A Reader’s Compelling Argument:
Is Dor Yeshorim obligated to release one’s lost ID number?
My name is Sholom and I’d like to share with you my ongoing experience with Dor Yeshorim. I believe strongly in my position but I would appreciate a reasoned response from a dissenting point of view.
I took the Dor Yeshorim test last year together with my friend. I lost my ID number. As you probably know, Dor Yeshorim is a genetic testing program to determine genetic compatibility between potential shidduchim. Test results are not disclosed but rather a unique ID number is attached to the file and given to the tested.
In addition to this number, the file contains some bits of personal information, such as home phone number (from which you must call to check compatibility), date of birth, gender and time and place of testing.
If the ID number is lost, Dor Yeshorim’s policy mandates a new test be taken; there is no way they will disclose any information without the ID number present. If I provide my phone number (and call from that number), as well as my date of birth, gender and date and location the test was administered, and all these pieces of information collectively only match one file, then what doubt could exist that this file is mine?
Certainly no reasonable doubt, and I believe none at all, but still Dor Yeshorim insists this is too risky and they are not comfortable going by this, which brings me to my next point: I have autonomy. If DY is not comfortable skydiving, I may skydive. If DY is not comfortable with this “risk,” which in my opinion is non-existent, why should they be allowed to impose upon me? If all my information matches only one file and I am prepared to shoulder the responsibility from here on in, so why then should DY make such a decision for me? This decision should be mine to make.
Lastly, and I would like to hear a rabbinic response to this, I believe that DY is obligated to return my number which has the status of a lost object after I provide two identifying signs. Any ideas on how I could convince Dor Yeshorim legally or rabbinically to release my ID number would be very appreciated.
Thanks for reading and looking forward to hearing any response.
Fairness in numbers
The way we understand it, Dor Yeshorim runs a tight ship and has upheld its rules since the day of its inception in the 1980s. One rule put in place specifies that a person who loses his or her identification number will need to be retested. The entire system is based on anonymity and DY can therefore not connect one with his or her test result file without that vital ID number.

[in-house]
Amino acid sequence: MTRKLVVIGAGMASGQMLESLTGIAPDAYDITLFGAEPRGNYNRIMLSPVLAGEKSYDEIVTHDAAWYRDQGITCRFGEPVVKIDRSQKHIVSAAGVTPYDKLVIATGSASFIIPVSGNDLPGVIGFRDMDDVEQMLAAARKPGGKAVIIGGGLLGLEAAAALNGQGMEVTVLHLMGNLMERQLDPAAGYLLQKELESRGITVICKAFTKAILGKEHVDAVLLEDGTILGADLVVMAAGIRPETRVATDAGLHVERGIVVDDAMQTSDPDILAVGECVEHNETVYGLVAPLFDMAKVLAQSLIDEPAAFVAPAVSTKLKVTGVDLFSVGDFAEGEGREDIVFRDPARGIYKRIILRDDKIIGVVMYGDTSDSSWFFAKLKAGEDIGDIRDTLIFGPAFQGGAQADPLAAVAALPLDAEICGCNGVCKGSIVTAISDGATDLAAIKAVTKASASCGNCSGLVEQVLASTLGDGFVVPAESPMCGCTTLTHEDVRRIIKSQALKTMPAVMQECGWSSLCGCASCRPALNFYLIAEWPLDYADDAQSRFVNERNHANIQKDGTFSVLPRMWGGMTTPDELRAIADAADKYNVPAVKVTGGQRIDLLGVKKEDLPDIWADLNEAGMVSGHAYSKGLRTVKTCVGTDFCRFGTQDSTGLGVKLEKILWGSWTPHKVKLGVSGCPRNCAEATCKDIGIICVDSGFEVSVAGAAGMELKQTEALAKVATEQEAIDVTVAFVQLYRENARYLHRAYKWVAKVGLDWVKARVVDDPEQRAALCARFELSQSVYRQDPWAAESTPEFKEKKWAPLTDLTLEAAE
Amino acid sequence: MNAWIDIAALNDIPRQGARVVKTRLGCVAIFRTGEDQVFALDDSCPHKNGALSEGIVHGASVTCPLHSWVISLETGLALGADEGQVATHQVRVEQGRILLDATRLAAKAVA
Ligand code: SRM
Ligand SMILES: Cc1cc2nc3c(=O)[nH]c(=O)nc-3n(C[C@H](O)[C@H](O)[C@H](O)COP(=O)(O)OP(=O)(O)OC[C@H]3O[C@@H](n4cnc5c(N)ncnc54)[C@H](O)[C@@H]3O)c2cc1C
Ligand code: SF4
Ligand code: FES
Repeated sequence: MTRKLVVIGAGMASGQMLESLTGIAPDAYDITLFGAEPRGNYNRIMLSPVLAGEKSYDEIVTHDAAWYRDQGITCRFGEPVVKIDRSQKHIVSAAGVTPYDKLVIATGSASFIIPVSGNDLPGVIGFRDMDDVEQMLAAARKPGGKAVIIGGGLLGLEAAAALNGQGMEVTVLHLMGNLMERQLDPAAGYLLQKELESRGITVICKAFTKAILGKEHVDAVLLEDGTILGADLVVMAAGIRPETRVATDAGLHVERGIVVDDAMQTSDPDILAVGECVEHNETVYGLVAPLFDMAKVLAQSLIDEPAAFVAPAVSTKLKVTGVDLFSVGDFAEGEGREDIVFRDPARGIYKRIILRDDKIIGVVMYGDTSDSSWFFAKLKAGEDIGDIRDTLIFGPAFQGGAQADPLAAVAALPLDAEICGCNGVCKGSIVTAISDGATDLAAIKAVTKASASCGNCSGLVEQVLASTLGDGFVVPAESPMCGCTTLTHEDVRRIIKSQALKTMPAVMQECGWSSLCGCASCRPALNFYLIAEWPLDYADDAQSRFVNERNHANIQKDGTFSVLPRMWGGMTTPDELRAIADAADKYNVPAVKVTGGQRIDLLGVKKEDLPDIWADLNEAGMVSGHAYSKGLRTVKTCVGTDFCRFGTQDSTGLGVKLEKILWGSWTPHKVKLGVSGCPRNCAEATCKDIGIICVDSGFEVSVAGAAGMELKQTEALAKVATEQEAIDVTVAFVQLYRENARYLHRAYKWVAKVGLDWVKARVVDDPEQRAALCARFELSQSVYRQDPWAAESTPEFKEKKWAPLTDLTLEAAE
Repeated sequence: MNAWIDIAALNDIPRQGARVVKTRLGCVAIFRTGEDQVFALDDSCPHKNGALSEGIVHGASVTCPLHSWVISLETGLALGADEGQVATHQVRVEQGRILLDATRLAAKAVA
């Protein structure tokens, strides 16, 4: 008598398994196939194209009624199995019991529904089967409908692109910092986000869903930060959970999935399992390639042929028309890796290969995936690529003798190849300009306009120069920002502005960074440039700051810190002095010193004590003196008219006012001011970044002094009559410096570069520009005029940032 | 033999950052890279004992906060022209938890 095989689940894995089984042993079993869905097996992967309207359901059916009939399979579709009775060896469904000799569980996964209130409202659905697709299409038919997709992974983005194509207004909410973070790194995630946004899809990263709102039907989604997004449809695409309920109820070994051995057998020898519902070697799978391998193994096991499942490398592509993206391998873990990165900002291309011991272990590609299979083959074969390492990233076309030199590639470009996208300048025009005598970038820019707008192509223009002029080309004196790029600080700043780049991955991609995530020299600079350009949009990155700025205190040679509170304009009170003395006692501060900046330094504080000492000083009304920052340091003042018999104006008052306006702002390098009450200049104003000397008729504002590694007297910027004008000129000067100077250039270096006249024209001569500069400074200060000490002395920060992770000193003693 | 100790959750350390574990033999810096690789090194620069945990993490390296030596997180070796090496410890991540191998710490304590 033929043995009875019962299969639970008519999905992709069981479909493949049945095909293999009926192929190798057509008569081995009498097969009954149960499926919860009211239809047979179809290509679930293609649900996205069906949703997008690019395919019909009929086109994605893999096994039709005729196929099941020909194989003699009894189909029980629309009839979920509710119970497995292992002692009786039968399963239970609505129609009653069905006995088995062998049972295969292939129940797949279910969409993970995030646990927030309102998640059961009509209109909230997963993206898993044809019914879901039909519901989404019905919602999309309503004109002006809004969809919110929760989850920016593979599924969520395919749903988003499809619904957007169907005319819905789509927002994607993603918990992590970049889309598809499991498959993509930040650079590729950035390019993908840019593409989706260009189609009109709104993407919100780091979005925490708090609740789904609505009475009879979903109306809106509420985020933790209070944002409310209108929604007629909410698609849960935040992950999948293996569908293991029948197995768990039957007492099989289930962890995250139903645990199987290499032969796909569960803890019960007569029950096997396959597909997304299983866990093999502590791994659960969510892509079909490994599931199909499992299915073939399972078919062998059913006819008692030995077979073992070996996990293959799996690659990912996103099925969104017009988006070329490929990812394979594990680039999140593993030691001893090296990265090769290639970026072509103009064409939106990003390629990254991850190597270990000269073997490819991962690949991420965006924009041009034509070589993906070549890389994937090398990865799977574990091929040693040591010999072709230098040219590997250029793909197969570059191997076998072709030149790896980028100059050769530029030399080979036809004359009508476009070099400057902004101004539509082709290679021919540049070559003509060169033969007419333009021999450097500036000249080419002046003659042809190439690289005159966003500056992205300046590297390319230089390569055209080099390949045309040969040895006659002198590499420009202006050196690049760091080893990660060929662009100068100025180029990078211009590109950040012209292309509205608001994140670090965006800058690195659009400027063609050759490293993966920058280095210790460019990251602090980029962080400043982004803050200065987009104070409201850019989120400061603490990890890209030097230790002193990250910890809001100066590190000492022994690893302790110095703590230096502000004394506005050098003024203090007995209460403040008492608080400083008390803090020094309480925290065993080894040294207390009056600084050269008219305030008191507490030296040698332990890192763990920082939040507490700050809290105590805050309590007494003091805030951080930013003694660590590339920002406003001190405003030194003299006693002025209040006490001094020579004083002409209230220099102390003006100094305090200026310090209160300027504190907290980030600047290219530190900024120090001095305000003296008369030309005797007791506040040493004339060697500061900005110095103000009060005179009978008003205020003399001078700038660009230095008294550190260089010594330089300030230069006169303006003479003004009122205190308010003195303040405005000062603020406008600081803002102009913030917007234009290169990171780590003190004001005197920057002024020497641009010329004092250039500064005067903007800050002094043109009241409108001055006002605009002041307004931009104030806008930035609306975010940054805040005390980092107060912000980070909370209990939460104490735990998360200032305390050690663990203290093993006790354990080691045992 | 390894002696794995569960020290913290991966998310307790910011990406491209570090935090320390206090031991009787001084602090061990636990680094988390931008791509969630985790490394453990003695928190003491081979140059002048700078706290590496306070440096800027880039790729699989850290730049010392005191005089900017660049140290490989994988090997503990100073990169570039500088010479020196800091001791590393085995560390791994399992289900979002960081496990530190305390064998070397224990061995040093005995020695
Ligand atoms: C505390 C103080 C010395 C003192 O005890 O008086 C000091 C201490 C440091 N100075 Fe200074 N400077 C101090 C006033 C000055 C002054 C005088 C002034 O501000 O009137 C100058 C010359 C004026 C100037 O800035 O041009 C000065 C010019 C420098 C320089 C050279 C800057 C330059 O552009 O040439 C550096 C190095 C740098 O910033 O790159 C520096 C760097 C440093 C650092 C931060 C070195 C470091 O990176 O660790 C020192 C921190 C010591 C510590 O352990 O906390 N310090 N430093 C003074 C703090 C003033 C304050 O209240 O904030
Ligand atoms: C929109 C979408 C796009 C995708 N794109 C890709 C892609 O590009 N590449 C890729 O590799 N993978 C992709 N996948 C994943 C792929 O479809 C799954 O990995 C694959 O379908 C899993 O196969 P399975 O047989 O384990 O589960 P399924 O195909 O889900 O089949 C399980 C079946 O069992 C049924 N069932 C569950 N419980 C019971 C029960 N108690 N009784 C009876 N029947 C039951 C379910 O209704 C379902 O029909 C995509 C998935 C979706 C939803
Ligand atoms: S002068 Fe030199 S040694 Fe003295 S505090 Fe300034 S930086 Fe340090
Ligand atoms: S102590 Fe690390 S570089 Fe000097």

Even if, as you say, you can provide your phone number, date of birth, etc., technically an individual other than you can be in possession of all of this personal information and pose as you. Remote as this may actually be, it seems that the rules instituted by this organization are ironclad and not meant to be broken.
Still and all, your argument is a most persuasive one. Since this column submits to being neither a speaking head for Dor Yeshorim nor a rabbinical authority in any sense of the term, readers are welcome to contribute their views on this young man’s delicate quandary.
Refraining from Vaccinating our Children against Chickenpox: Prudent or ill advised?
My 10-month old recently came down with a full-blown case of chickenpox, and while I was trying to be vigilant in not having it spread to other children, I was floored by how many moms commented that they wished their children would catch it. This is one of those infectious diseases children receive immunizations for (my older children have been vaccinated), yet these moms do not allow their tots to receive this protection. (The vaccine is not administered to babies in their first year of life.)
I questioned one mother about her attitude and her take was that she felt safer with her children contracting chickenpox rather than being injected with lab-induced chemicals. She argues that we’ve all had the chickenpox as kids and survived it.
Do you consider this mother to be prudent or ill advised?
Just sign me Chicken Little
Dear Chicken Little,
Ill advised. Recent years have seen an increase in parents who refuse to subject their children to immunizations of any kind, but that’s a topic in itself. Statistics bear out that prior to the varicella vaccine (immunization for chickenpox) becoming routine, the disease resulted in about 100 deaths and 10,000 hospitalizations per year.
While most young children will be none the worse for wear following a bout with chickenpox, newborns, adults and individuals with compromised immune systems who contract the disease can become severely ill. The vaccine, on the other hand, is known to cause mild symptoms if any, and serious complications are extremely rare.
The idea behind vaccinating for chickenpox is to curb the contagion and keep it from spreading to the persons for whom the disease could prove life threatening.
Just a thought for those who argue against immunization in general, contending that Hashem is in charge and can protect us against disease and therefore immunizations are pointless and unnecessary: isn’t it He who has enabled the advancement of the sciences to offer us protection against yesteryear’s ravaging ailments?
Parents should consult with their children’s pediatrician before making life-altering decisions, and, as always, the column welcomes reader feedback.
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About the Author: We encourage women and men of all ages to send in their personal stories via email to email@example.com or by mail to Rachel/Chronicles, c/o The Jewish Press, 4915 16th Ave., Brooklyn, N.Y. 11204. If you wish to make a contribution and help agunot, your tax-deductible donation should be sent to The Jewish Press Foundation. Please make sure to specify that it is to help agunot, as the foundation supports many worthwhile causes.
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